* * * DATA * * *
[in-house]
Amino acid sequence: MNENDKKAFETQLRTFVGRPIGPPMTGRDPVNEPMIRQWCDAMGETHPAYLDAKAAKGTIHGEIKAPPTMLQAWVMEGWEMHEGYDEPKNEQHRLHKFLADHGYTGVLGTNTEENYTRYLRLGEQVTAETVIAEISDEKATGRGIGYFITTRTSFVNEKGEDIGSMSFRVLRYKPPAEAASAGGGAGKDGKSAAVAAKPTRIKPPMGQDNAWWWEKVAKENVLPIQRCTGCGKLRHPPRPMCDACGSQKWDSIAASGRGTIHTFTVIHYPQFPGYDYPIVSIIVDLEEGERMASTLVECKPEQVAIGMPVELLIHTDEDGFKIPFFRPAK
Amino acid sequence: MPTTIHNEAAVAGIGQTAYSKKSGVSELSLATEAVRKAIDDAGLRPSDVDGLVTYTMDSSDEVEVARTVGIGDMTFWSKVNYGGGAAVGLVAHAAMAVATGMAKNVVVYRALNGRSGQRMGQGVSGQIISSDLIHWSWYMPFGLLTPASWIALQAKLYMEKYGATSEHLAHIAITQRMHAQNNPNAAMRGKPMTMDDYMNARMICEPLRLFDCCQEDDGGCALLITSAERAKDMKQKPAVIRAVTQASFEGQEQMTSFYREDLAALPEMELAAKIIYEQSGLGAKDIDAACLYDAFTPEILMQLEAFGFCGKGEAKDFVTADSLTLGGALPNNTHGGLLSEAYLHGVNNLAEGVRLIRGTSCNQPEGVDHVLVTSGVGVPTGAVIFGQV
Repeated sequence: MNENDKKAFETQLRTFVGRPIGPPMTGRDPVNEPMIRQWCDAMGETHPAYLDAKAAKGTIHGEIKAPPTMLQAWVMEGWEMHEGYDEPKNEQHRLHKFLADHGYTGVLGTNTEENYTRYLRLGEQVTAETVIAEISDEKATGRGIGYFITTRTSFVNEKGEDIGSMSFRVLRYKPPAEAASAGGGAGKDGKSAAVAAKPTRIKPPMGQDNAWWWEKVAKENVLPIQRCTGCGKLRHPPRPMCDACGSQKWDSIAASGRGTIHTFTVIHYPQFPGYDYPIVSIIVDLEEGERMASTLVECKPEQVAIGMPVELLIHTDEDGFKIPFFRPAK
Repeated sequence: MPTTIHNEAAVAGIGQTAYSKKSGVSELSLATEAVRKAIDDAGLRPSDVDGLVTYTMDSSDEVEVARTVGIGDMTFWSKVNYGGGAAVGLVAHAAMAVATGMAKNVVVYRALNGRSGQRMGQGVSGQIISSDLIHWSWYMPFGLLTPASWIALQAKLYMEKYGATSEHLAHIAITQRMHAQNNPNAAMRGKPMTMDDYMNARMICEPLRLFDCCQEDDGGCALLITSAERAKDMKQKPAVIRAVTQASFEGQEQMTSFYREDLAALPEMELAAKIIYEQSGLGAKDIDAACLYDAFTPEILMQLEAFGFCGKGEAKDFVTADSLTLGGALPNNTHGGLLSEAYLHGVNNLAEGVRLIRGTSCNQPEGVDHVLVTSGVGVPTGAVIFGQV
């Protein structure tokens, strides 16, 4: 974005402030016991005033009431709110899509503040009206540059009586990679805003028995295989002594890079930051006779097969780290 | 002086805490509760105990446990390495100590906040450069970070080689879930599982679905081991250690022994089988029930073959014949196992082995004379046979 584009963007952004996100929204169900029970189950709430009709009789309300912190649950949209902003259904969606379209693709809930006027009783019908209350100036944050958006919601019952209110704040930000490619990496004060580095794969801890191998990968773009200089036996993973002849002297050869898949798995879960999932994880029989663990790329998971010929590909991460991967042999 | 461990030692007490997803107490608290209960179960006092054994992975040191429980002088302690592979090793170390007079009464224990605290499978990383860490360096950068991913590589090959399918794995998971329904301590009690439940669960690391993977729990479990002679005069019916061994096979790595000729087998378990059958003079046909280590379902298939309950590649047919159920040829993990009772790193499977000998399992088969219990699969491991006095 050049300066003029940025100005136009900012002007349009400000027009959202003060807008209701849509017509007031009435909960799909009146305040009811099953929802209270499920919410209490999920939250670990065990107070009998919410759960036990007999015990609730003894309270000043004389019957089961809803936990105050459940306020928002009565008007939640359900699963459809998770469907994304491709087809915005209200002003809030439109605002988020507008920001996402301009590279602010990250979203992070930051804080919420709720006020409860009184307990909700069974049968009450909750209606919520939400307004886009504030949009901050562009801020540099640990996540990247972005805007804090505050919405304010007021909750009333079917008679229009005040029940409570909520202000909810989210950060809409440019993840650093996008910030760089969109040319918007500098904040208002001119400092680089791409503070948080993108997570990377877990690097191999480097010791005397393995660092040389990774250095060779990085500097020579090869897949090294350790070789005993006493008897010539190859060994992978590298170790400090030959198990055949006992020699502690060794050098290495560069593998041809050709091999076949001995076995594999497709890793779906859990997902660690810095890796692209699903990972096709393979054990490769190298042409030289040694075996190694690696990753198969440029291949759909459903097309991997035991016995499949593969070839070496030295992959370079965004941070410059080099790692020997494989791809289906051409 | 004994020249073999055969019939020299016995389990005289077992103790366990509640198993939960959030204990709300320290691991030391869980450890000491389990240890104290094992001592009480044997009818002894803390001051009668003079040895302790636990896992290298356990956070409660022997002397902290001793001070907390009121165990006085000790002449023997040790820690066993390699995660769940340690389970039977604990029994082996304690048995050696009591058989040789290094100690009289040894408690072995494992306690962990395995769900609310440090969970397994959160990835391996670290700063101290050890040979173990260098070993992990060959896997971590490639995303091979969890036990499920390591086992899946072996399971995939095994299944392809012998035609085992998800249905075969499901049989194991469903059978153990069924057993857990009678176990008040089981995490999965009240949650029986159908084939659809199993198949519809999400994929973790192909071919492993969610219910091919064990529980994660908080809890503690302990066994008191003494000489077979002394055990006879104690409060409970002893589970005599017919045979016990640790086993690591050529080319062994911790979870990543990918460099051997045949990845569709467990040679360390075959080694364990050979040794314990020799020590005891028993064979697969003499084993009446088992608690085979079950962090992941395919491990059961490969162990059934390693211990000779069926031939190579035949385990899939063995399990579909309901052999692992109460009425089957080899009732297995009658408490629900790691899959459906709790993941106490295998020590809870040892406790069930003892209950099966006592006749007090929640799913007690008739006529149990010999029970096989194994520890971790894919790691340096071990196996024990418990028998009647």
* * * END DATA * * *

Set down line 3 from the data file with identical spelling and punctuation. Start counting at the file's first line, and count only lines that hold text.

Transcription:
Amino acid sequence: MPTTIHNEAAVAGIGQTAYSKKSGVSELSLATEAVRKAIDDAGLRPSDVDGLVTYTMDSSDEVEVARTVGIGDMTFWSKVNYGGGAAVGLVAHAAMAVATGMAKNVVVYRALNGRSGQRMGQGVSGQIISSDLIHWSWYMPFGLLTPASWIALQAKLYMEKYGATSEHLAHIAITQRMHAQNNPNAAMRGKPMTMDDYMNARMICEPLRLFDCCQEDDGGCALLITSAERAKDMKQKPAVIRAVTQASFEGQEQMTSFYREDLAALPEMELAAKIIYEQSGLGAKDIDAACLYDAFTPEILMQLEAFGFCGKGEAKDFVTADSLTLGGALPNNTHGGLLSEAYLHGVNNLAEGVRLIRGTSCNQPEGVDHVLVTSGVGVPTGAVIFGQV